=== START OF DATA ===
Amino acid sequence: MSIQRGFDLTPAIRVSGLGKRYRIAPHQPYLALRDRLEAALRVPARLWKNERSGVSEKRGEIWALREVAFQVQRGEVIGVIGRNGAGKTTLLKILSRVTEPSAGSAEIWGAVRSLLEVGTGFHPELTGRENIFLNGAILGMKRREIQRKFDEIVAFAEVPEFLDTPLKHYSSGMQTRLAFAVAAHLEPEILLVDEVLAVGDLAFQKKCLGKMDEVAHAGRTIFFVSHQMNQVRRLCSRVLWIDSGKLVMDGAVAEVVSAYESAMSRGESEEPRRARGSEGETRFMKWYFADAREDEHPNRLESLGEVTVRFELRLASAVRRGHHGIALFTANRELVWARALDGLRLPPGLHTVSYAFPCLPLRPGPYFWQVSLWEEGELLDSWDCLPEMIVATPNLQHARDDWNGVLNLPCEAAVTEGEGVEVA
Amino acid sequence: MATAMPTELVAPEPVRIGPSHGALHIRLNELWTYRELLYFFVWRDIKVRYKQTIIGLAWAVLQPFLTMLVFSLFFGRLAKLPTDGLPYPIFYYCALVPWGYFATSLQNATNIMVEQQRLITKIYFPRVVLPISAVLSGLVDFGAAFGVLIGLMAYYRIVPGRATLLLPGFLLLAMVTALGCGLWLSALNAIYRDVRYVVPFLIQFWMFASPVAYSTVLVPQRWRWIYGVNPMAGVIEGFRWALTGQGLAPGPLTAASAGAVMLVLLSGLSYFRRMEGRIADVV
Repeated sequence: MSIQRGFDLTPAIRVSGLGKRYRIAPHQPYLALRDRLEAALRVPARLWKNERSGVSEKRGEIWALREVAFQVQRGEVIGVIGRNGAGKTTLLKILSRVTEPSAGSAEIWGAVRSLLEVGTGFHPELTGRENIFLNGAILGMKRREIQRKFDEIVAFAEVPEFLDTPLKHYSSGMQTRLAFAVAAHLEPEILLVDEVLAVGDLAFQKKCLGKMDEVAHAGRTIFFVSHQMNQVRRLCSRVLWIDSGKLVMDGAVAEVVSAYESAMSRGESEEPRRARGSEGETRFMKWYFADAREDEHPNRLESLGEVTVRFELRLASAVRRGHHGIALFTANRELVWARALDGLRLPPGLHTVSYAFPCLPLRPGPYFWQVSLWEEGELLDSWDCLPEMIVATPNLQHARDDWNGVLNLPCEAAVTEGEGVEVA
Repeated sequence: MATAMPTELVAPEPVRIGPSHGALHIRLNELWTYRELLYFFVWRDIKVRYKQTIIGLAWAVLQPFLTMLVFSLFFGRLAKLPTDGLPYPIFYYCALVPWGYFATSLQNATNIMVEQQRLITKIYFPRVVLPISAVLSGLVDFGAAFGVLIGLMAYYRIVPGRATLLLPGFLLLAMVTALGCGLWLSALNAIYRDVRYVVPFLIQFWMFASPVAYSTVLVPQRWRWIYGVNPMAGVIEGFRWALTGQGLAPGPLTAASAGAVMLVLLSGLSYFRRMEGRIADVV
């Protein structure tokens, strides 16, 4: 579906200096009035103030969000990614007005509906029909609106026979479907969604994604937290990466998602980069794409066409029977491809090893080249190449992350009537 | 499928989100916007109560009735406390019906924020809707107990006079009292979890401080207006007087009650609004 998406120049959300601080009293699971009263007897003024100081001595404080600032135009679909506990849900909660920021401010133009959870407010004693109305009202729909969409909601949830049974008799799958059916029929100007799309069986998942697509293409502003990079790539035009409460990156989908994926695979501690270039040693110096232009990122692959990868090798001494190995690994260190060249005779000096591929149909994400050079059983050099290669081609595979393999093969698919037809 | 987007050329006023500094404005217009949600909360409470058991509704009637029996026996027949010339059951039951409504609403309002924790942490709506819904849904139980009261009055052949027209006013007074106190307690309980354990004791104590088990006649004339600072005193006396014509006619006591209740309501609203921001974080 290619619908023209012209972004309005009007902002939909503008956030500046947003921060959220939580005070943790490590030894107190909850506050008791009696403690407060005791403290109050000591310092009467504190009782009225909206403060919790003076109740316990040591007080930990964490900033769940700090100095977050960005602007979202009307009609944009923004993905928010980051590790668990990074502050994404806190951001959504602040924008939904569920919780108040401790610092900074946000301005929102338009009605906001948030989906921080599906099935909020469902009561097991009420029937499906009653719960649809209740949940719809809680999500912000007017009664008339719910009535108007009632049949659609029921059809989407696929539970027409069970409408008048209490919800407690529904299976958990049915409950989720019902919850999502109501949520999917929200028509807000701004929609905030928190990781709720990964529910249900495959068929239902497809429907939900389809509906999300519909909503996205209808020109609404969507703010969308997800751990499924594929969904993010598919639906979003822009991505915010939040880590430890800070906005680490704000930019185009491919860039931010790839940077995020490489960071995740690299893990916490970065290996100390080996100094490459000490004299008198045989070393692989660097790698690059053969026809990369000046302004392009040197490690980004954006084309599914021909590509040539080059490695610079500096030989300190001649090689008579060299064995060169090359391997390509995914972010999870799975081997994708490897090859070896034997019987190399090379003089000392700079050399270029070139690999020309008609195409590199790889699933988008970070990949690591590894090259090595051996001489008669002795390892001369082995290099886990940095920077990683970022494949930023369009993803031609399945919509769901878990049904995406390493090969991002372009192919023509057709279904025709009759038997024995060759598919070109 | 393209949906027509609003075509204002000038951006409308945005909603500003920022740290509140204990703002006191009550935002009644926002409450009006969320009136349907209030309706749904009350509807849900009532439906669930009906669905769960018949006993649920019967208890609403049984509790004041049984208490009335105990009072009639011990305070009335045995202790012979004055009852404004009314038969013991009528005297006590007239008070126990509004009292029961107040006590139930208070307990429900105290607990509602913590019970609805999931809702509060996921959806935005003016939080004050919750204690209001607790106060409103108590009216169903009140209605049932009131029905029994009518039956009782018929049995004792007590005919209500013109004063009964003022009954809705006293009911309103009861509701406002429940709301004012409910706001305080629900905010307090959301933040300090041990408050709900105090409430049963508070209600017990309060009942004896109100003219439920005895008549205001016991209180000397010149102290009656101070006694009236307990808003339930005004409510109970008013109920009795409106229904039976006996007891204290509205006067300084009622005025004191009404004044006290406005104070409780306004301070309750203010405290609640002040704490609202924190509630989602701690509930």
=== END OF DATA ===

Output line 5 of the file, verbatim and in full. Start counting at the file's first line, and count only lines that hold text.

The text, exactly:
């Protein structure tokens, strides 16, 4: 579906200096009035103030969000990614007005509906029909609106026979479907969604994604937290990466998602980069794409066409029977491809090893080249190449992350009537 | 499928989100916007109560009735406390019906924020809707107990006079009292979890401080207006007087009650609004 998406120049959300601080009293699971009263007897003024100081001595404080600032135009679909506990849900909660920021401010133009959870407010004693109305009202729909969409909601949830049974008799799958059916029929100007799309069986998942697509293409502003990079790539035009409460990156989908994926695979501690270039040693110096232009990122692959990868090798001494190995690994260190060249005779000096591929149909994400050079059983050099290669081609595979393999093969698919037809 | 987007050329006023500094404005217009949600909360409470058991509704009637029996026996027949010339059951039951409504609403309002924790942490709506819904849904139980009261009055052949027209006013007074106190307690309980354990004791104590088990006649004339600072005193006396014509006619006591209740309501609203921001974080 290619619908023209012209972004309005009007902002939909503008956030500046947003921060959220939580005070943790490590030894107190909850506050008791009696403690407060005791403290109050000591310092009467504190009782009225909206403060919790003076109740316990040591007080930990964490900033769940700090100095977050960005602007979202009307009609944009923004993905928010980051590790668990990074502050994404806190951001959504602040924008939904569920919780108040401790610092900074946000301005929102338009009605906001948030989906921080599906099935909020469902009561097991009420029937499906009653719960649809209740949940719809809680999500912000007017009664008339719910009535108007009632049949659609029921059809989407696929539970027409069970409408008048209490919800407690529904299976958990049915409950989720019902919850999502109501949520999917929200028509807000701004929609905030928190990781709720990964529910249900495959068929239902497809429907939900389809509906999300519909909503996205209808020109609404969507703010969308997800751990499924594929969904993010598919639906979003822009991505915010939040880590430890800070906005680490704000930019185009491919860039931010790839940077995020490489960071995740690299893990916490970065290996100390080996100094490459000490004299008198045989070393692989660097790698690059053969026809990369000046302004392009040197490690980004954006084309599914021909590509040539080059490695610079500096030989300190001649090689008579060299064995060169090359391997390509995914972010999870799975081997994708490897090859070896034997019987190399090379003089000392700079050399270029070139690999020309008609195409590199790889699933988008970070990949690591590894090259090595051996001489008669002795390892001369082995290099886990940095920077990683970022494949930023369009993803031609399945919509769901878990049904995406390493090969991002372009192919023509057709279904025709009759038997024995060759598919070109 | 393209949906027509609003075509204002000038951006409308945005909603500003920022740290509140204990703002006191009550935002009644926002409450009006969320009136349907209030309706749904009350509807849900009532439906669930009906669905769960018949006993649920019967208890609403049984509790004041049984208490009335105990009072009639011990305070009335045995202790012979004055009852404004009314038969013991009528005297006590007239008070126990509004009292029961107040006590139930208070307990429900105290607990509602913590019970609805999931809702509060996921959806935005003016939080004050919750204690209001607790106060409103108590009216169903009140209605049932009131029905029994009518039956009782018929049995004792007590005919209500013109004063009964003022009954809705006293009911309103009861509701406002429940709301004012409910706001305080629900905010307090959301933040300090041990408050709900105090409430049963508070209600017990309060009942004896109100003219439920005895008549205001016991209180000397010149102290009656101070006694009236307990808003339930005004409510109970008013109920009795409106229904039976006996007891204290509205006067300084009622005025004191009404004044006290406005104070409780306004301070309750203010405290609640002040704490609202924190509630989602701690509930």